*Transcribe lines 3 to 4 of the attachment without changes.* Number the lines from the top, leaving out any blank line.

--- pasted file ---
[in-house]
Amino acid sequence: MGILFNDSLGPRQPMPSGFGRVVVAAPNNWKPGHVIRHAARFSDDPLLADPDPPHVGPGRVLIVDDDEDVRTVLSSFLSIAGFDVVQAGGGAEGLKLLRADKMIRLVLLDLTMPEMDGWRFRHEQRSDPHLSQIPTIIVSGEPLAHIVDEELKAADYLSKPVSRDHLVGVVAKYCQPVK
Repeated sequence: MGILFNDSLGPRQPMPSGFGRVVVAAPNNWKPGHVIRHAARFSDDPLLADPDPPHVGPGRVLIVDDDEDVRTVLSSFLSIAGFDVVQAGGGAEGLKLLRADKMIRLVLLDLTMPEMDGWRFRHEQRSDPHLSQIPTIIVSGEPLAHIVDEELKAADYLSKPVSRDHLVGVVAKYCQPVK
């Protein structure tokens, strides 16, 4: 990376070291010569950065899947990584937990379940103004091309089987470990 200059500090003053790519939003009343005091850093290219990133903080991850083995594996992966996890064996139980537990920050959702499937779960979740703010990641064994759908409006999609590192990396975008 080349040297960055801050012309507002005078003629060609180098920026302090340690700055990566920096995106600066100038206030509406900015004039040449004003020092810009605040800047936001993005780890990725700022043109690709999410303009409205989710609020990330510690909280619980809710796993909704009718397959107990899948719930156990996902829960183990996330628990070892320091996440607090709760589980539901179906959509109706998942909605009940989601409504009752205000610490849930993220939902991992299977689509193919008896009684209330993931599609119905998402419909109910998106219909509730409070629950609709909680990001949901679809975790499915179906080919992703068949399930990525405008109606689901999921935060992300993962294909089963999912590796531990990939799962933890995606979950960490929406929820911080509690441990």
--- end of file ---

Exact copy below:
Repeated sequence: MGILFNDSLGPRQPMPSGFGRVVVAAPNNWKPGHVIRHAARFSDDPLLADPDPPHVGPGRVLIVDDDEDVRTVLSSFLSIAGFDVVQAGGGAEGLKLLRADKMIRLVLLDLTMPEMDGWRFRHEQRSDPHLSQIPTIIVSGEPLAHIVDEELKAADYLSKPVSRDHLVGVVAKYCQPVK
């Protein structure tokens, strides 16, 4: 990376070291010569950065899947990584937990379940103004091309089987470990 200059500090003053790519939003009343005091850093290219990133903080991850083995594996992966996890064996139980537990920050959702499937779960979740703010990641064994759908409006999609590192990396975008 080349040297960055801050012309507002005078003629060609180098920026302090340690700055990566920096995106600066100038206030509406900015004039040449004003020092810009605040800047936001993005780890990725700022043109690709999410303009409205989710609020990330510690909280619980809710796993909704009718397959107990899948719930156990996902829960183990996330628990070892320091996440607090709760589980539901179906959509109706998942909605009940989601409504009752205000610490849930993220939902991992299977689509193919008896009684209330993931599609119905998402419909109910998106219909509730409070629950609709909680990001949901679809975790499915179906080919992703068949399930990525405008109606689901999921935060992300993962294909089963999912590796531990990939799962933890995606979950960490929406929820911080509690441990």